Many employers, particularly federal law enforcement, have medical standards that they use to disqualify potential employees. To be sure, employers are forbidden from asking questions about a disability in the initial hiring process. However, after an employee has been given an initial offer of employment the employer can ask medical questions. The medical questions must be job related and consistent with business necessity. See EEOC, Enforcement Guidance on Disability-related Inquiries and Medical Examinations Of Employees under the Americans with Disabilities Act (ADA). The EEOC states that generally this means:
[T]he employer must have a reasonable belief based on objective evidence that:
– an employee will be unable to perform the essential functions his or her job because of a medical condition; or,
– an employee will be unable to perform the essential functions his or her job because of a medical condition; or,EEOC, Enforcement Guidance on Disability-related Inquiries and Medical Examinations Of Employees under the Americans with Disabilities Act (ADA).
This means that an employer generally may disqualify an employee if either it believes he cannot perform the essential functions of the job, or he would pose a “direct threat.” Most often, the issue is whether the employee would be a direct threat.
A direct threat means that there is a “significant risk of substantial harm” to the employee or someone else from working that job. For example, an employee who cannot walk would be a direct threat to himself if he took a job that required going up and down stairs, such as a letter carrier would.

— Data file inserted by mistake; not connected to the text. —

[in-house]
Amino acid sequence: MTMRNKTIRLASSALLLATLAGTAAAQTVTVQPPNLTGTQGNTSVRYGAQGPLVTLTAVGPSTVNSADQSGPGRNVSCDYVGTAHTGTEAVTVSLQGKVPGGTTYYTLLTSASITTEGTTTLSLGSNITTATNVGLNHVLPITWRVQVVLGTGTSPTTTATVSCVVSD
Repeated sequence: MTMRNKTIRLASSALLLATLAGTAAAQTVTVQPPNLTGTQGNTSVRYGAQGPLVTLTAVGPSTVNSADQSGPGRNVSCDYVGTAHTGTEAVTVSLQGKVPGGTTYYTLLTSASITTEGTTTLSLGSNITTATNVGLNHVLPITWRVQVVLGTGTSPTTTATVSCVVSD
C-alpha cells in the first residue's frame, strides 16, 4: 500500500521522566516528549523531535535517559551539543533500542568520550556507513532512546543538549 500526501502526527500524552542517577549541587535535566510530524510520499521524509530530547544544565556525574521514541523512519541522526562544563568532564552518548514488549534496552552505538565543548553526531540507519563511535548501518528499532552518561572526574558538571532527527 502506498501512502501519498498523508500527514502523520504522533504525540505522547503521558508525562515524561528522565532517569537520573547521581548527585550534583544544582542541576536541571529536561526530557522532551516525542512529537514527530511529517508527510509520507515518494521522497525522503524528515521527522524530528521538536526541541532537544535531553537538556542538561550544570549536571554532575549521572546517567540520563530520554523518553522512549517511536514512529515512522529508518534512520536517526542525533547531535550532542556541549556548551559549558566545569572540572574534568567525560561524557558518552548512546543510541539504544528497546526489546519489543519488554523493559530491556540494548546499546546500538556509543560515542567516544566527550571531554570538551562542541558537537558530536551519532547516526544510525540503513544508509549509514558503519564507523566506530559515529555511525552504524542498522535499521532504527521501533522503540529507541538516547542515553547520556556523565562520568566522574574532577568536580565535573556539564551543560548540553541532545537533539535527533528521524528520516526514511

But federal agency employers often go well beyond this. Frequently federal employers employ various tests that prevent the hiring of people with minor health issues. Unfortunately, this means that persons are told they cannot work for relatively minor health issues.
Under the ADA, however, the agency must prove that the medical condition presents a “significant risk of substantial harm.” This risk must also not be able to be minimized through reasonable accommodation. In order to do this, the agency must engage in an “individualized assessment.” See Nathan v. Department of Justice, Federal Bureau of Investigation, 113 LRP 40981 , EEOC No. 0720070014 (EEOC 2013).
In that case, the EEOC held that the employer, the FBI, failed to conduct a proper individualized assessment, stating:
The Agency’s study, which only looked to the range of vision lost by a typical person with monocular vision, plainly failed to examine any of the special qualifications that the Complainant allegedly possessed. Instead, the Agency summarily disqualified the Complainant based on the presumption that no individual with monocular vision can carry out the duties of an SA. [ ]
An appropriate assessment would have closely evaluated the Complainant’s prior experience to determine if such experience indicated an ability to safely perform as an SA or, if past experience was insufficient, provided the Complainant an opportunity to demonstrate how he could safely perform the essential functions of the job because of compensatory skills that he has developed.Nathan, EEOC No. 0720070014 (EEOC 2013).
Frequently, however, agencies employ medical reviewers who do not understand that these limitations exist. They knock out employees because they might hurt themselves without engaging in the above assessment. Well, that’s discrimination. And too many federal agencies stand by and let it happen.